The use of electronic tablets during class also opens the opportunity to use music and video judiciously during class. A topic could be introduced with an actual news report, rather than a printout of a news item.  An activity could be made up in which a video clip is shown and students need to explain in English what will happen next (in the style of America’s Funniest Home Videos). Of course, all materials (except video) would also be available for printing, as well.

This technological approach has several other advantages. Students can review target language where and when they are, even on the train going home. In addition, the public is already addicted to mobile devices and software, and the use of technology plugs into the current zeitgeist. While it may or may not be true that technology improves learning, if students gravitate to it and actually use it more, then the practical result is that it can improve learning. The attractive appearance of the materials also plays an important role among the affective factors that attract students to a program. Lastly, by making lessons available on the computer, it also offers the possibility of plugging in assistance software to allow students who are blind or hearing-impaired to use the software.

The “cool factor” of technology cannot be ignored if a language program is to distinguish itself from its competitors. A program which uses the latest technology can be viewed (at best) as utilizing the latest in language acquisition technology or (at least) as keeping up with the times. And the beauty of the latest technology is that as long as you have access to it, both teacher and student can always go back to paper and ink, if desired.



There is a third aspect to this language acquisition model. This technology model would also be ideal for teaching children, who are already enjoying software which introduces English language to then on their parents’ mobile devices. While this market would initially not be the target for our English language school, it does offer another way to diversify its offerings.  Introductory software could be developed for self-study on the web. The self-service software could be subscription-based, and available only on the web to avoid internet piracy. If successful with the children’s market, it could be expanded to older ages.  This self-study software is by no means a replacement for our in-person training. It is, rather, an introduction to our systems, serves as an additional income stream for the school, and is effective marketing for our language school.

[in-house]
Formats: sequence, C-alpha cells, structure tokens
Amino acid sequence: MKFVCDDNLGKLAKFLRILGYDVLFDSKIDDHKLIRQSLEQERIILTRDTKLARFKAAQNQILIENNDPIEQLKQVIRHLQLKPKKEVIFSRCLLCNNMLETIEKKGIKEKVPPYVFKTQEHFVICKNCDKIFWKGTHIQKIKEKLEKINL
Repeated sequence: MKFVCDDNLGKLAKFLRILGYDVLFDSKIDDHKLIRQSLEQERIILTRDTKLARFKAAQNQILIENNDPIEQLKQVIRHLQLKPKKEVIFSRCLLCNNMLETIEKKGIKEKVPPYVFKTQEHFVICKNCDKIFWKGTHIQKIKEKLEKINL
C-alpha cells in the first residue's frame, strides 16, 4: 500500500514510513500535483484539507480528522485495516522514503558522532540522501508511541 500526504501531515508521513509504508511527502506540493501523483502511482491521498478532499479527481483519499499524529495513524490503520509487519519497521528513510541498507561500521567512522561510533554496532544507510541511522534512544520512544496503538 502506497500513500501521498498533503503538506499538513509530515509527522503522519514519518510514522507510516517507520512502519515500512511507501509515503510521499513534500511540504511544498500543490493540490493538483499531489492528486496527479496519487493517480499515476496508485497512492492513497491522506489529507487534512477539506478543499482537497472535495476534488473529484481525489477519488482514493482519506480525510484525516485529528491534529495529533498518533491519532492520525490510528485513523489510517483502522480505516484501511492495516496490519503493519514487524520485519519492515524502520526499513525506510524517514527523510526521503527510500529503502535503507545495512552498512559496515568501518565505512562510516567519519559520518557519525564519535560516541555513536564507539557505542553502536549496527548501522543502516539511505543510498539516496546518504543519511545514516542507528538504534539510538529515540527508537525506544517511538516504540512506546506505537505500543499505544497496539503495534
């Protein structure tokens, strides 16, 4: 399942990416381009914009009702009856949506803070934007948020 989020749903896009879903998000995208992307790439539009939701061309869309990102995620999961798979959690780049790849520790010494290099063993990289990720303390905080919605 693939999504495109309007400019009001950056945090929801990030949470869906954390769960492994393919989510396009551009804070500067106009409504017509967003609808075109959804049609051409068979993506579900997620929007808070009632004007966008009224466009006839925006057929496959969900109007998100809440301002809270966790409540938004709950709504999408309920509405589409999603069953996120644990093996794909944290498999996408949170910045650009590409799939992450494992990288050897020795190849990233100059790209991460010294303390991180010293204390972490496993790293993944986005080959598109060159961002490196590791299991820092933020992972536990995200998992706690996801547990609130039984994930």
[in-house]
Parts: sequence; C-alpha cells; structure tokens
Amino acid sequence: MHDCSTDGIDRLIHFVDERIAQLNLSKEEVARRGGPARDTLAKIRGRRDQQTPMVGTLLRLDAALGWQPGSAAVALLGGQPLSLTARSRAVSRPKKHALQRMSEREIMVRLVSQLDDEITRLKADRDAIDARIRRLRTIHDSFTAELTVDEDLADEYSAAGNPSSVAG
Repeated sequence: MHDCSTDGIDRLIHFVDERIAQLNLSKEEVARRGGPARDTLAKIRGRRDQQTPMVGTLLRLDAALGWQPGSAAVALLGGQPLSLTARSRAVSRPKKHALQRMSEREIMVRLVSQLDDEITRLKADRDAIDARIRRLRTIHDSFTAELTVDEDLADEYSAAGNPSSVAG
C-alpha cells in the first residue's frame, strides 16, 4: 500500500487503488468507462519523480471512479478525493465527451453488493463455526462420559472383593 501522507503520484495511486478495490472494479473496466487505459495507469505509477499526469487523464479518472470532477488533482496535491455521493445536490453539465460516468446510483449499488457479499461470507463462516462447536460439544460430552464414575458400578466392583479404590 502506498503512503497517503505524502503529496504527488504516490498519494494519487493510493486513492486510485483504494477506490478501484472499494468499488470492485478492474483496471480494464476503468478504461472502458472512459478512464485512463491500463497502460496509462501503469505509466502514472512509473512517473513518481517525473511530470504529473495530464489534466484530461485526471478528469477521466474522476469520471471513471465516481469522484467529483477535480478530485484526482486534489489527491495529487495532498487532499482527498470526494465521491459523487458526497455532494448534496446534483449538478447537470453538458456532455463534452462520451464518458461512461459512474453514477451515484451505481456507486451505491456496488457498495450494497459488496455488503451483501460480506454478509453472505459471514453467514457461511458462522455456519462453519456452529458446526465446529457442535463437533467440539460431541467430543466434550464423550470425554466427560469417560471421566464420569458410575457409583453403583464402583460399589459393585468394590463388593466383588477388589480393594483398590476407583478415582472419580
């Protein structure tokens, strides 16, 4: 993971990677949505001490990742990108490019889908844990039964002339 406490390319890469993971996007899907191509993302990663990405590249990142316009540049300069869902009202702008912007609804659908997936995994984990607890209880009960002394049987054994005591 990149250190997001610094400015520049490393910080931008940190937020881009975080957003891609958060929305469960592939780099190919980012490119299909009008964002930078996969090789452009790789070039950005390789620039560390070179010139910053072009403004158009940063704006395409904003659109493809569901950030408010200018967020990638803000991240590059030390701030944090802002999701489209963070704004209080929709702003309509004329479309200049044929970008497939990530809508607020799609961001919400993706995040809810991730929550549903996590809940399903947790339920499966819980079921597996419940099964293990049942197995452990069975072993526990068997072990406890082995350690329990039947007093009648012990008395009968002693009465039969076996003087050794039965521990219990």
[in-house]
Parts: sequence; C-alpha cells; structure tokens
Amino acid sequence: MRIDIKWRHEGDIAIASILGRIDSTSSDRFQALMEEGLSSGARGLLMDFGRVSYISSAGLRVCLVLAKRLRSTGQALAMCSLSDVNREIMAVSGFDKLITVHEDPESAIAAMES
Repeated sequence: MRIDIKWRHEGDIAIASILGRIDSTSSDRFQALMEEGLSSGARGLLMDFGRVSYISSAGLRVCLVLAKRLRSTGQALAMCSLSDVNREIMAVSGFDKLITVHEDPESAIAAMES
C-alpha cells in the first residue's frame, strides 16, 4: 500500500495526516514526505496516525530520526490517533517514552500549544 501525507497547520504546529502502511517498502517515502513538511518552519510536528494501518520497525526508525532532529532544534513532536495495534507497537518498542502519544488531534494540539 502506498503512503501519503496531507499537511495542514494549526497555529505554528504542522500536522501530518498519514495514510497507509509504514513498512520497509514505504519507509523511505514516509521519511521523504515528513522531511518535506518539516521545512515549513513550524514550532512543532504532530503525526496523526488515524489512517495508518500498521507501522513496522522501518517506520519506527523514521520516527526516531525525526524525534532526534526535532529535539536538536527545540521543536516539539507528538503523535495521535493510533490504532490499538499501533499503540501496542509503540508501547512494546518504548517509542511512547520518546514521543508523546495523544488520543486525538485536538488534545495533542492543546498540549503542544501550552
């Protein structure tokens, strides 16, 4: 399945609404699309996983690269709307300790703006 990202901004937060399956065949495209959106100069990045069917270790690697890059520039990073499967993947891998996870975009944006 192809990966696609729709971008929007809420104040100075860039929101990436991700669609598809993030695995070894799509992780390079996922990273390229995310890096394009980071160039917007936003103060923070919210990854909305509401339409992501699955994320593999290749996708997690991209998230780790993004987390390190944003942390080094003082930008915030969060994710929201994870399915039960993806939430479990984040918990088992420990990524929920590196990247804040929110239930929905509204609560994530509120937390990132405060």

This proposed language acquisition method could become a lifestyle brand, offering English instruction with the goal of learning to speak English from early life through school and career, and even after retirement. It could be the Pixar to Berlitz’s Disney, the cool, revolutionary, fun way to learn a language. It would maintain all of the positive aspects of Oxbridge’s approach, while keeping up with the demands for flash and convenience that are craved by this and coming generations. It also diversifies the channels through which clients may come to know the brand and learn to speak English.